Santa Barbara County Sheriff Bill Brown was back before the Board of Supervisors on Tuesday to ask for more funding to repair aging helicopters in the county's fleet, a request that some supervisors were none too pleased to hear.
Earlier this year, the sheriff asked the board for up to $200,000 to repair Helicopter 308, which was put back into service in June.
But during the course of the repairs, more work was needed on the aircraft than was expected. In early July, the Sheriff’s Department received a 54-page final invoice for the repair of Helicopter 308 totaling $254,129.93, putting the total cost of repairs over $320,000.
In appearing before the supervisors Tuesday, Brown asked for $111,000 of that to complete payment on the repairs. The board approved the request, but not without discussion.
Supervisor Doreen Farr, who has been critical of the expense of maintaining the fleet in the past, said Tuesday she was "disappointed to see this on the agenda again."
"This is an astronomical amount," she told Doug Martin, chief financial officer for the Sheriff's Department.
Since all of the increases the supervisors have approved have been insufficient, Farr said she would like to see a maximum amount that would be spent on the repairs.
Martin responded that mechanics began to find problems they didn't know existed on the helicopter, adding that it "is what it is."
Buying a new helicopter could costs several million dollars, exponentially more than the cost of repairs for existing helicopters.
"I don't know what the future holds," he told Farr. "They've all been looked at pretty extensively … but I'll probably eat my words in a couple of months."
Supervisor Peter Adam also took issue with the request, saying he had "a real problem" with the amount being so much more than the estimate.
Brown also weighed in, saying the cost was necessary.
When the need for repairs was discovered earlier this year, "it was imperative we get this helicopter up and running immediately," he said, noting that it was in the middle of fire season, and the dedicated in-house mechanic was on personal leave, so the repairs had to be outsourced.
How many aircraft the county actually needs was a question posed again on the dais Tuesday, with Brown insisting that five helicopters are needed to have two up and running at all times. It's expensive, he admitted, but "all of us have to come grips with that."
Farr said she was concerned the department has already run through most of its budget for next year.
"It is an enormous expense, and it seems to be growing," she said.
During Tuesday's meeting, the board also responded to three grand jury reports looking at the coroner's bureau, jail facilities and taxing oil production in the county.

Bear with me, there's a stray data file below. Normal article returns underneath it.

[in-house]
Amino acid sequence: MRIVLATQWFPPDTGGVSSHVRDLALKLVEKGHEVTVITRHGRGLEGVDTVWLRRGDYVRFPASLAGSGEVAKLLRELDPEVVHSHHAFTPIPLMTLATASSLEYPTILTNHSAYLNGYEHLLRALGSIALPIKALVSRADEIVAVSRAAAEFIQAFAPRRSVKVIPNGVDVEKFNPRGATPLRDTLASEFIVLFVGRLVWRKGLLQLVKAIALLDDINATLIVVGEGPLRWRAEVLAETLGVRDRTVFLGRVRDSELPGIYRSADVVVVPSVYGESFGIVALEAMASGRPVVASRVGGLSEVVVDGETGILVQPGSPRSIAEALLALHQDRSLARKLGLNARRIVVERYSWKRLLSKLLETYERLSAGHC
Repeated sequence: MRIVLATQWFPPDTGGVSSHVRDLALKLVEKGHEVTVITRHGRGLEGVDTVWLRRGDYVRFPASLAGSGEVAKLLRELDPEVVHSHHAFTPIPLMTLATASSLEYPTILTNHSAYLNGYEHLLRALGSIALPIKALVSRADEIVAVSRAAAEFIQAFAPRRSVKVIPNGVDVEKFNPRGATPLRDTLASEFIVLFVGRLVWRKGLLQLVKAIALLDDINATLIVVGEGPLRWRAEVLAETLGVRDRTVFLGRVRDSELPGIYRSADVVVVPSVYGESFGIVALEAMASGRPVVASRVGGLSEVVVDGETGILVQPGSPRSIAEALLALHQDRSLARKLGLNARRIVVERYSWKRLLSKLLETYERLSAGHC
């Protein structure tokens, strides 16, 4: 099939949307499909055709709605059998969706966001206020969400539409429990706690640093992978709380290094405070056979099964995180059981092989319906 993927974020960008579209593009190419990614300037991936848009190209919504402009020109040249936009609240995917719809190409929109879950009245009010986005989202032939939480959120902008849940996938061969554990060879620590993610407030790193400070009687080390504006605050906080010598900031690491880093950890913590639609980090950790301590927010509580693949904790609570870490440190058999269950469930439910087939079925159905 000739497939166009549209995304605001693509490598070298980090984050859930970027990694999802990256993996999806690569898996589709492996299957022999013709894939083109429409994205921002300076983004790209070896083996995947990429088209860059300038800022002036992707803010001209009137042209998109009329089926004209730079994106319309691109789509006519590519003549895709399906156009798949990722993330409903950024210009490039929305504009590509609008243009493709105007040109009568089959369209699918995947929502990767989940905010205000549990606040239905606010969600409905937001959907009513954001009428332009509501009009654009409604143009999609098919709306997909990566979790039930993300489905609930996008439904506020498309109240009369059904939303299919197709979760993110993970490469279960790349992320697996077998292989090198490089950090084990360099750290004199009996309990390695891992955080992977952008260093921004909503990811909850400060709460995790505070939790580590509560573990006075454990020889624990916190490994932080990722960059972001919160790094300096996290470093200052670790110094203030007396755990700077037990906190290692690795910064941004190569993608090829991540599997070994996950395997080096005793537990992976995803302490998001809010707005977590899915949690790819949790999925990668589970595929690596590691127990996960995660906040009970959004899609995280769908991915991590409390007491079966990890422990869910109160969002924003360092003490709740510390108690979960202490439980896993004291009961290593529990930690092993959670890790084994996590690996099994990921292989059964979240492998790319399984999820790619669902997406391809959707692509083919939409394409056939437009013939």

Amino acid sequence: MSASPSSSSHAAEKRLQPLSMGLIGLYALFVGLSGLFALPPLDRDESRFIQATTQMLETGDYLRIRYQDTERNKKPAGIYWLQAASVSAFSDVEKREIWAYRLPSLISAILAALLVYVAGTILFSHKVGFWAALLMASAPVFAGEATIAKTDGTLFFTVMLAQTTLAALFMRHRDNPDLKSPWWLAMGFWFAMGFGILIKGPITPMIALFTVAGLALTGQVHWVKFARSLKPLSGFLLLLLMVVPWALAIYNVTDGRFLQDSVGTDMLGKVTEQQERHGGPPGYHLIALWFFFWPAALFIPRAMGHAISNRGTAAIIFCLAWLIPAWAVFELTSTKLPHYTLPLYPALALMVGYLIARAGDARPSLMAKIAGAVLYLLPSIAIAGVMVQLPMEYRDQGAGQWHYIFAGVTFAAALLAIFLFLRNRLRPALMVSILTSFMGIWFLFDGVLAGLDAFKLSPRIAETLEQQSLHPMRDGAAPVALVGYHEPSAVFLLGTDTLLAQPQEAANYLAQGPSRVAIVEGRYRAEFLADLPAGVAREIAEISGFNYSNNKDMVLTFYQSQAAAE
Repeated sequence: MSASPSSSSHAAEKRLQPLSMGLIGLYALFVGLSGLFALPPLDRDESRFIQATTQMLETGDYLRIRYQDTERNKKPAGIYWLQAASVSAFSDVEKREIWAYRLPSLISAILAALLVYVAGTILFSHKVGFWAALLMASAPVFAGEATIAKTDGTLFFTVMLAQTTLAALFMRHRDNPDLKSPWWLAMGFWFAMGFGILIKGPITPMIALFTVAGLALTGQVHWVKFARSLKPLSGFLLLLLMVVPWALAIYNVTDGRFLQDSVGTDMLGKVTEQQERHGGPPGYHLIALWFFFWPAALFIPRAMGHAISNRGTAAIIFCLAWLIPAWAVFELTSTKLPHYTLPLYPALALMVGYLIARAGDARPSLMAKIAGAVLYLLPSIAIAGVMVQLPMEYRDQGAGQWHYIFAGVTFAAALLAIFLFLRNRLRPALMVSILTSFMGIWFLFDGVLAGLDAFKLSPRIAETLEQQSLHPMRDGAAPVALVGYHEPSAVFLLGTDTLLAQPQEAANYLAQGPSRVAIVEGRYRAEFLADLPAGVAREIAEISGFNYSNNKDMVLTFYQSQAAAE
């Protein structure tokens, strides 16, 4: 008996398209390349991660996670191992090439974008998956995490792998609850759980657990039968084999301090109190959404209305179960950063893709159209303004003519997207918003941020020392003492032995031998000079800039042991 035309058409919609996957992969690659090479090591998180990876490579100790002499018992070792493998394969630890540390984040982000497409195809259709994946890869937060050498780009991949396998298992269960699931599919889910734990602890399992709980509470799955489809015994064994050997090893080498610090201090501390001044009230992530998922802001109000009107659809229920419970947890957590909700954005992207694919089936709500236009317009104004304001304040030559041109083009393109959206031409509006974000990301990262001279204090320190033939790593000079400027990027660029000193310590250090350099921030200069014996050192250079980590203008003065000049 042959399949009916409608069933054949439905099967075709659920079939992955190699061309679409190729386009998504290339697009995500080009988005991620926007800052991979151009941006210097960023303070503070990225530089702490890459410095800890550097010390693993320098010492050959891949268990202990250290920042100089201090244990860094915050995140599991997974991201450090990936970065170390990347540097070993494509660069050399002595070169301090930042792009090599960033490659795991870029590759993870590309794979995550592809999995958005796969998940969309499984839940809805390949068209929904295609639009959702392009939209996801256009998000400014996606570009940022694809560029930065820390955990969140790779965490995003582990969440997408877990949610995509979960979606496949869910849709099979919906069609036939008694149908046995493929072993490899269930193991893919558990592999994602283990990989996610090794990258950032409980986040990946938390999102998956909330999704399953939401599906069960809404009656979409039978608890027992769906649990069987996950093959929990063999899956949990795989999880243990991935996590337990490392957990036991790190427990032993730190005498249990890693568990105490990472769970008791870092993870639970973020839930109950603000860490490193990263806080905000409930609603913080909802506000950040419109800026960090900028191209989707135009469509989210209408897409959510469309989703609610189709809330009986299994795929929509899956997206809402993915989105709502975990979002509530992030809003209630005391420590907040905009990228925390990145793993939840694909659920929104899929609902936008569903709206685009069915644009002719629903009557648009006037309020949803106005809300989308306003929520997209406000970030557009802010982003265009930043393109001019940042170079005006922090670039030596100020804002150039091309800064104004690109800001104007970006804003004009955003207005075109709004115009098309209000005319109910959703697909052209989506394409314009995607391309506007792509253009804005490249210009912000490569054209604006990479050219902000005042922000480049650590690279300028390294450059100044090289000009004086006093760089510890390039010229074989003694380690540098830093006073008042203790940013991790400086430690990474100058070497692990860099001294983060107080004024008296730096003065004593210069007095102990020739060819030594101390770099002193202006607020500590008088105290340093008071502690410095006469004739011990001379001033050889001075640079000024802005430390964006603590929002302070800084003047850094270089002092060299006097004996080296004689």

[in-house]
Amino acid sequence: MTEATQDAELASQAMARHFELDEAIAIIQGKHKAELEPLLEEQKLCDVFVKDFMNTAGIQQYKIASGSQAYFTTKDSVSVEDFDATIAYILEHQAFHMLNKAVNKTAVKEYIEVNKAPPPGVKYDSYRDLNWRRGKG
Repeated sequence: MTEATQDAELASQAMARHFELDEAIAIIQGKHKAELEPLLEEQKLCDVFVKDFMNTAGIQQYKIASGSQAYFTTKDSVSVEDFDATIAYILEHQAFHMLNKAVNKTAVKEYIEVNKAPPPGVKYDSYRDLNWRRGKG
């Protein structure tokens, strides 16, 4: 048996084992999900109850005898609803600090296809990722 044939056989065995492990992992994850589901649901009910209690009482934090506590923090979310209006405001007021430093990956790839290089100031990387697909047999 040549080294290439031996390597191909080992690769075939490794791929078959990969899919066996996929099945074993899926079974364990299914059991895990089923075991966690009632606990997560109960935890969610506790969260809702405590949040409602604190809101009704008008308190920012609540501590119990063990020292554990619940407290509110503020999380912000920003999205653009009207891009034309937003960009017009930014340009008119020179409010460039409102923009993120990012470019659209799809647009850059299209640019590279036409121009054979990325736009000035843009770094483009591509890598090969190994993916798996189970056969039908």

The grand jury found the coroner's bureau was in compliance with statutes, but that the facilities need some improvements.
Problems with ventilation were mentioned in the report, and supervisors approved a mechanical engineering analysis to check on what improvements would be needed.
The grand jury also conducted inspections of detention facilities in the county. In addition to the county jail, space continues to be a problem at the Santa Barbara County Court Facilities, with many detainees being handcuffed to railings because of lack of cell space, the report states.
The overcrowding creates an unsafe environment for custody deputies and inmates, the jury found.
A third report addressed the possibility of an oil severance tax in the county.
California does not tax oil extraction, but several cities in the state do, and the grand jury recommended placing a tax in front of county voters.
With the county facing mounting costs, including the operational funding needed to operate the new north county jail after it's built, an oil tax could provide needed revenue, the report stated.
"We as a board have not figured out where that's going to come from," Supervisor Janet Wolf said about the jail operating costs.
Last year, supervisors came up one vote short to put an oil tax on the ballot before voters in a general election.
Though county officials looked at a general tax, they did not look as a specific tax, which could move forward with fewer votes from supervisors, Wolf said.
Supervisor Adam, who now sits in seat of former Supervisor Joni Gray, who voted against putting the oil tax before voters, said he didn't feel the recommendation was reasonable, and if the vote were taken again, he and Supervisor Steve Lavagnino would vote against the ballot measure.
A vote was ultimately taken — with Adam and Lavagnino dissenting — to report to the grand jury that the item would require further analysis but could be considered in the future.